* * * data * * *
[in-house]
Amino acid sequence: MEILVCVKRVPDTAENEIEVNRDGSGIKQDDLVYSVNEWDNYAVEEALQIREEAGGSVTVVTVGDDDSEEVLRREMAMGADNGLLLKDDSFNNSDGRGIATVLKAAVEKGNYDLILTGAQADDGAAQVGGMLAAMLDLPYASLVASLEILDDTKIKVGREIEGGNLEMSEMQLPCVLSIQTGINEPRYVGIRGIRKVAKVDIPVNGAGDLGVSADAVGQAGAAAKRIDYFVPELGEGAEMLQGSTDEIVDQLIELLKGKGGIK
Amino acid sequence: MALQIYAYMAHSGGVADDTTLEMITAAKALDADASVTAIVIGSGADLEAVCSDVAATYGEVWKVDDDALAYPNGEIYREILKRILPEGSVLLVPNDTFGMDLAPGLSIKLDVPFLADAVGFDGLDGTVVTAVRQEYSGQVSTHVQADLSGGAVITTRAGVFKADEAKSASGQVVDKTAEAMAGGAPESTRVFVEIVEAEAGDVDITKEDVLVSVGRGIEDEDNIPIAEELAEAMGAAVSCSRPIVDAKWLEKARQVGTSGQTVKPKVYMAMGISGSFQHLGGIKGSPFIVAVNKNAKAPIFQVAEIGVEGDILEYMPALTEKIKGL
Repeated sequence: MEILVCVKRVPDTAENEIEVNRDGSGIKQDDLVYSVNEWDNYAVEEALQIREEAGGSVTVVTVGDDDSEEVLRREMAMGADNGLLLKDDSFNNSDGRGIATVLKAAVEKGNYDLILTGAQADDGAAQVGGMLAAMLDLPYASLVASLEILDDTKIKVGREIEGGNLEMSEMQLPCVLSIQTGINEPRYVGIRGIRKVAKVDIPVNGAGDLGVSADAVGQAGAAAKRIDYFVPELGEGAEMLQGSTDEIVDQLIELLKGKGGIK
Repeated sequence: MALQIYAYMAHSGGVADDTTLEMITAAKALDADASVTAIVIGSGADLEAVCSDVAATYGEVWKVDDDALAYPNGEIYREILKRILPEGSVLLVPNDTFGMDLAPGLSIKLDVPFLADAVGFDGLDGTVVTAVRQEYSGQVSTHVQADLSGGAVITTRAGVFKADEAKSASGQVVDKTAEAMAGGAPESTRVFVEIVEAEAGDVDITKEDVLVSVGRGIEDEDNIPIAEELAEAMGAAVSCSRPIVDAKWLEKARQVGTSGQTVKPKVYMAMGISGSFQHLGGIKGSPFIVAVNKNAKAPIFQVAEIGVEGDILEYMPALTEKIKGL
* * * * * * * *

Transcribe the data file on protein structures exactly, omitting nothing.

[in-house]
Amino acid sequence: MEILVCVKRVPDTAENEIEVNRDGSGIKQDDLVYSVNEWDNYAVEEALQIREEAGGSVTVVTVGDDDSEEVLRREMAMGADNGLLLKDDSFNNSDGRGIATVLKAAVEKGNYDLILTGAQADDGAAQVGGMLAAMLDLPYASLVASLEILDDTKIKVGREIEGGNLEMSEMQLPCVLSIQTGINEPRYVGIRGIRKVAKVDIPVNGAGDLGVSADAVGQAGAAAKRIDYFVPELGEGAEMLQGSTDEIVDQLIELLKGKGGIK
Amino acid sequence: MALQIYAYMAHSGGVADDTTLEMITAAKALDADASVTAIVIGSGADLEAVCSDVAATYGEVWKVDDDALAYPNGEIYREILKRILPEGSVLLVPNDTFGMDLAPGLSIKLDVPFLADAVGFDGLDGTVVTAVRQEYSGQVSTHVQADLSGGAVITTRAGVFKADEAKSASGQVVDKTAEAMAGGAPESTRVFVEIVEAEAGDVDITKEDVLVSVGRGIEDEDNIPIAEELAEAMGAAVSCSRPIVDAKWLEKARQVGTSGQTVKPKVYMAMGISGSFQHLGGIKGSPFIVAVNKNAKAPIFQVAEIGVEGDILEYMPALTEKIKGL
Repeated sequence: MEILVCVKRVPDTAENEIEVNRDGSGIKQDDLVYSVNEWDNYAVEEALQIREEAGGSVTVVTVGDDDSEEVLRREMAMGADNGLLLKDDSFNNSDGRGIATVLKAAVEKGNYDLILTGAQADDGAAQVGGMLAAMLDLPYASLVASLEILDDTKIKVGREIEGGNLEMSEMQLPCVLSIQTGINEPRYVGIRGIRKVAKVDIPVNGAGDLGVSADAVGQAGAAAKRIDYFVPELGEGAEMLQGSTDEIVDQLIELLKGKGGIK
Repeated sequence: MALQIYAYMAHSGGVADDTTLEMITAAKALDADASVTAIVIGSGADLEAVCSDVAATYGEVWKVDDDALAYPNGEIYREILKRILPEGSVLLVPNDTFGMDLAPGLSIKLDVPFLADAVGFDGLDGTVVTAVRQEYSGQVSTHVQADLSGGAVITTRAGVFKADEAKSASGQVVDKTAEAMAGGAPESTRVFVEIVEAEAGDVDITKEDVLVSVGRGIEDEDNIPIAEELAEAMGAAVSCSRPIVDAKWLEKARQVGTSGQTVKPKVYMAMGISGSFQHLGGIKGSPFIVAVNKNAKAPIFQVAEIGVEGDILEYMPALTEKIKGL